Sunset is 1 minute later today...

According to the U.S. Naval Observatory, sunset here in beautiful Kailua Kona (Eat your heart out: Webcam) will occur today at 5:45 pm, one minute later than yesterday. Hoorah!

But I'm trying to figure out why sunset and sunrise aren't perfectly symmetrical. I mean, I get that local noon isn't at clock noon (except for at one longitude within a time zone) but it all seems like constants to me:

• local noon = sun hits zenith (by definition)
• local noon's offset from clock noon (according to John Harrison)
• speed of the sun
• distance from sunrise point to zenith == distance from zenith to sunset point

So how can it be that (noon - sunrise) != (sunset - noon) ?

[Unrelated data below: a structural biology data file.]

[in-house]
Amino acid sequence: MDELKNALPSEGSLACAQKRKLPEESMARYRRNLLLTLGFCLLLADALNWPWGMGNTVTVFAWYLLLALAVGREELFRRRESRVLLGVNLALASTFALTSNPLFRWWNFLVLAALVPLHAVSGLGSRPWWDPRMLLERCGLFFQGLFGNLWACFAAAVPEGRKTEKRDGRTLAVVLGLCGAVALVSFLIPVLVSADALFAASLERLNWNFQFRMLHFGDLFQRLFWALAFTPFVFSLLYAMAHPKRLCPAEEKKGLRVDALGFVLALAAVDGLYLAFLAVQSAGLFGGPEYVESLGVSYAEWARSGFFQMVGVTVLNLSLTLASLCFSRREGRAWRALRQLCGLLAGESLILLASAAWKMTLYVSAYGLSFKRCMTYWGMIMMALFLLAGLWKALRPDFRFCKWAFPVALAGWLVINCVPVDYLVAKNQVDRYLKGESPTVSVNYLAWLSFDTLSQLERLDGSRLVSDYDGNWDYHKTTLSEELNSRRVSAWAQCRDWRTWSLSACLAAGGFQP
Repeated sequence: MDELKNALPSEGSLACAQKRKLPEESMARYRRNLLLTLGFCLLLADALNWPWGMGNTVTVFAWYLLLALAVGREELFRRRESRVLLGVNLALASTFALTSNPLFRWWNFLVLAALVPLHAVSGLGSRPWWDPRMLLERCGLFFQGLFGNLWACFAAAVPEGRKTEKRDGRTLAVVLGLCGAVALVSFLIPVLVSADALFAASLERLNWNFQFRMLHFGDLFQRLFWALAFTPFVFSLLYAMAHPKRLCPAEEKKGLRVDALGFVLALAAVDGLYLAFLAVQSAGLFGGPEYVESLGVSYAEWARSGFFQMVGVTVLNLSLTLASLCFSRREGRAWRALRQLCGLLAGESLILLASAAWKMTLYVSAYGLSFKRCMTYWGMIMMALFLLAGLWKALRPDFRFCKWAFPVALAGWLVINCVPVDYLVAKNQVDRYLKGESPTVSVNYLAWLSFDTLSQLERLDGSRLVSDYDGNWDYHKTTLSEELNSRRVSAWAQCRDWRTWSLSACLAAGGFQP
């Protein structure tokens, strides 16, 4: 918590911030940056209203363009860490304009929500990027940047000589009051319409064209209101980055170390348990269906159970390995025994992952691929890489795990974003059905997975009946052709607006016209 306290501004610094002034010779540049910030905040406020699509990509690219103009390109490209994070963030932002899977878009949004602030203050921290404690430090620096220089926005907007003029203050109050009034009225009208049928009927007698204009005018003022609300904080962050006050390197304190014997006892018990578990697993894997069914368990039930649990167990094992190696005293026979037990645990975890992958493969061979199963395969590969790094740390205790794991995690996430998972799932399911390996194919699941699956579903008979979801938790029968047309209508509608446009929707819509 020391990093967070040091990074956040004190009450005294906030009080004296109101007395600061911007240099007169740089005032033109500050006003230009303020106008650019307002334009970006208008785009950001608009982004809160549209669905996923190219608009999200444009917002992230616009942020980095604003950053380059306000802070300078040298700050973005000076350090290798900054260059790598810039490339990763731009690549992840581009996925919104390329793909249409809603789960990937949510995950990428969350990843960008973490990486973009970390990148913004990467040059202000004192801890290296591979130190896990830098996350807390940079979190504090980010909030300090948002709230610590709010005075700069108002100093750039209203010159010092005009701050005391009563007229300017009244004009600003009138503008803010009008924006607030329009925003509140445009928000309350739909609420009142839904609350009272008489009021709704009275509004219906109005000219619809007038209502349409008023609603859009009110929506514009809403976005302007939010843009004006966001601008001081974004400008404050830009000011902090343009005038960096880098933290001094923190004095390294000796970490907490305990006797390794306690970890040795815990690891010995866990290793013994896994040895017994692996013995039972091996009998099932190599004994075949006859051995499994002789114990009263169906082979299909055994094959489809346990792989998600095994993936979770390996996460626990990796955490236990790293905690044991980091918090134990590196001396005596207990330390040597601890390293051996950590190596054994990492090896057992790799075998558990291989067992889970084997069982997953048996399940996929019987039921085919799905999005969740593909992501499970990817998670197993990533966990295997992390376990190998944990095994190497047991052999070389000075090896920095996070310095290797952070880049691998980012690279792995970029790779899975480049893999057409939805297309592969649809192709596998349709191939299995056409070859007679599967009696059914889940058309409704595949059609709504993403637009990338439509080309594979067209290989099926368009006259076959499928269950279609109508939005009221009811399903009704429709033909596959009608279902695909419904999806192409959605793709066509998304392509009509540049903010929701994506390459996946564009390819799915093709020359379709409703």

Update: Last night was an open house at the Canada France telescope and I got the lowdown from a professional. Noon is defined as when the sun is at the zenith, but because the Earth has moved in its orbit, it has to rotate slightly more than 360 degrees to bring the sun directly overhead. Not only that, because the Earth's velocity in its elliptical path varies based on how far from the sun we are (Kepler's laws of planetary motion), the amount of rotation needed to get from noon-to-noon (in other words, the actual time of a day) varies very significantly -- 15 minutes between the solstices! So those are your two asymmetries.